Thursday, September 29, 2022 Sep 29, 2022
68° F Dallas, TX

Resume: Allison V. Smith

A look at the life and career of the photographer with Neiman Marcus family roots.
By D Magazine |
Photography by Joe Laird, Dallas Morning News


[inline_image id=”1″ align=”r” crop=”wide”]Allison V. Smith always has the best sunglasses. Maybe it’s because she’s the granddaughter of Neiman Marcus co-founder Stanley Marcus. Perhaps she’s particular because her eyes are her fortune, so to speak. The photographer’s work has appeared everywhere—from The New York Times and People to Real Simple and Arkansas Life. She shoots regularly in her two favorite places, Marfa and Maine, and she recently teamed with the Nasher Sculpture Center for a book commemorating the museum’s 10th anniversary. But before the prestigious shows and assignments, Allison paid her dues all over the place.


Born in the Florence Nightingale Maternity Hospital of Baylor University Hospital. She’s the youngest of five. “They were all pretty much out of the house when I came along, so I was an only child.”

[inline_image id=”2″ align=”r” crop=”wide”]Attends first through sixth grade at The Hockaday School. 

First flirtation with photography is a bust. “I went away for an eight-week term at Wyonegonic Camp. I took a camera and a few rolls of film, and only one picture came out. It was a picture of me that someone else had taken. My dad made such a big deal out of it.”

Gets discovered. “My best friend, Sally Horchow, and I took drama at the Theater Center. We got scouted for a Firstmark Realtors commercial,” she says. She eventually flew to New York City for an audition for The Goonies. “I did a reading for Steven Spielberg and George Lucas. I totally froze, and that was the end of my acting career. That was at 14, and at 15, I picked up a camera.”

[inline_image id=”3″ align=”” crop=”full”]

Attends a photography workshop in Maine. “It changed my world. I had never met anyone like my teacher, Joe Swayze. He journaled. He loved music. He loved photography. He loved everything that I loved. I came away with so much. He actually took pictures at my wedding.”

1988  Graduates from Episcopal School of Dallas. “The teachers at ESD really encouraged me as a creative person—especially my photography teacher, Kathleen Raymond. She was wonderful.” 

1988  Attends Randolph-Macon College. “It was the hardest year of my life. They wouldn’t let me take photography—you had to be a junior. I took a documentary class instead, and I learned about Fred Wiseman. I learned that I wanted to be a documentary photographer—that it was a good way to make a difference.”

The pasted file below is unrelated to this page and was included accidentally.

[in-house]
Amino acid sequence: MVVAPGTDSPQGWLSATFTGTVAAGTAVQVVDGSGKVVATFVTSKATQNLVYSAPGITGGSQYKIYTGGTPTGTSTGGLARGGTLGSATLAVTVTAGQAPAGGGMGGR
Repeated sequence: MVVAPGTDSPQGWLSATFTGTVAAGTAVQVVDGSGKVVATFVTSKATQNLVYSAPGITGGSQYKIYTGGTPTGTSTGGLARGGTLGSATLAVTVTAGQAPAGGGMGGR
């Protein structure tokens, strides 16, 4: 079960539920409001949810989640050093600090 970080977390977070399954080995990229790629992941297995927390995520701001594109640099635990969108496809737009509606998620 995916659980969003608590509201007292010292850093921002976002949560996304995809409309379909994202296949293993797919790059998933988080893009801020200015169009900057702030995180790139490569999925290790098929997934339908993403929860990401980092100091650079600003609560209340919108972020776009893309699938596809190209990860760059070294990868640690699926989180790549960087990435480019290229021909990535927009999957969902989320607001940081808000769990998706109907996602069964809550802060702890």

1989  Leaves Randolph-Macon and returns to Dallas. “I had the courage to interview at the Dallas Times Herald. Lee Cullum introduced me to the editor, and I brought in a box of portraits of my parents and sisters. They offered me a free internship, and that lasted two years. I went back to SMU, and I worked there until the paper folded. John Hall taught me so much about telling a story visually.”

1993  Graduates from SMU with a degree in journalism. “After I graduated, I had an internship with the Los Angeles Times. On my 23rd birthday, I was covering a meth-lab bust. I learned a huge lesson that night. The editor called and asked if I got the shot. I told him I did, so they held the paper. I came back to process the film, and I didn’t get it. The editor got in my face and said, ‘Never say you got the shot if you didn’t get the shot.’”

1993–1995  Works and interns in Denton, Albuquerque, and Santa Fe 

[inline_image id=”4″ align=”r” crop=”tall”]1995   Takes a position at the Fort Worth Star-Telegram. “I followed Darlie Routier’s entire case, and I ended up getting a portrait of her in her cell on her second day on death row. I got the call the next day from John Davidson at The Dallas Morning News. He said, ‘You scooped us. We want you to come in for an interview.’”

1997   Meets gallery owner Barry Whistler. “On our first date, he had a cassette of Bruce Robison playing in his car. I knew it was going to work out.’”

1997   Joins the staff at The Dallas Morning News. “It was super-competitive. It forced me to shoot something that would impress the editors—regardless of the assignment. ”

2004–2007  Begins freelancing. “I tried to quit The Dallas Morning News, and they wouldn’t let me. They let me work four days a week and freelance three days a week. I would shoot a story in Colorado for People, and then shoot a story here the next day. The New York Times called literally the day I left the paper. I’ve been a freelancer there ever since.” 

[inline_image id=”5″ align=”r” crop=”wide”]2008  Reflections of a Man: The Photographs of Stanley Marcus is published. “Before he died, Stanley gave me thousands of boxes of slides. I used my spare time to scan them. One Christmas, I was brainstorming with my mom, and we asked people like Bill Wittliff and DJ Stout if they were interested in helping us, and they were! Within six months we had a book. It’s Stanley’s book. I’m so proud of him.”

2009   Allison marries Barry. “It was a love-fest. Our friends were so excited to see us finally get married. If I had known it would have brought so much joy to people’s lives, I would have done it sooner!”

Now Headed for Maine to be with family and eat lobster rolls. And she’ll keep busy. “Five days is probably the longest I’ve ever gone without shooting in 25 years.”


“My mom is my hero. She would bring The New Yorker when she’d take me to castings. All the other moms would be rehearsing lines with their daughters. She’d read her magazine. She just wasn’t a stage mom.”

Related Articles


Souvenir of Dallas

"The Mighty, Mighty Hands of Mayor Tom Leppert"